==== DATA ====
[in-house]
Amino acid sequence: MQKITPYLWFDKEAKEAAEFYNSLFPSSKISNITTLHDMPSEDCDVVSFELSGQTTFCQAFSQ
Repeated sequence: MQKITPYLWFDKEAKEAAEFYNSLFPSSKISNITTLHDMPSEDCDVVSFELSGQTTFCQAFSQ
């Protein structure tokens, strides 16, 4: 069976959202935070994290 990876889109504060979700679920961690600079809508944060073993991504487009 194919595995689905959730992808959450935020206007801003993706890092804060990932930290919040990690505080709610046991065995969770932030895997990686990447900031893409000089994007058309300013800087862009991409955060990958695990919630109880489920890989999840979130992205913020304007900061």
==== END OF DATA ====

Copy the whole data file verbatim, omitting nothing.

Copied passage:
[in-house]
Amino acid sequence: MQKITPYLWFDKEAKEAAEFYNSLFPSSKISNITTLHDMPSEDCDVVSFELSGQTTFCQAFSQ
Repeated sequence: MQKITPYLWFDKEAKEAAEFYNSLFPSSKISNITTLHDMPSEDCDVVSFELSGQTTFCQAFSQ
């Protein structure tokens, strides 16, 4: 069976959202935070994290 990876889109504060979700679920961690600079809508944060073993991504487009 194919595995689905959730992808959450935020206007801003993706890092804060990932930290919040990690505080709610046991065995969770932030895997990686990447900031893409000089994007058309300013800087862009991409955060990958695990919630109880489920890989999840979130992205913020304007900061």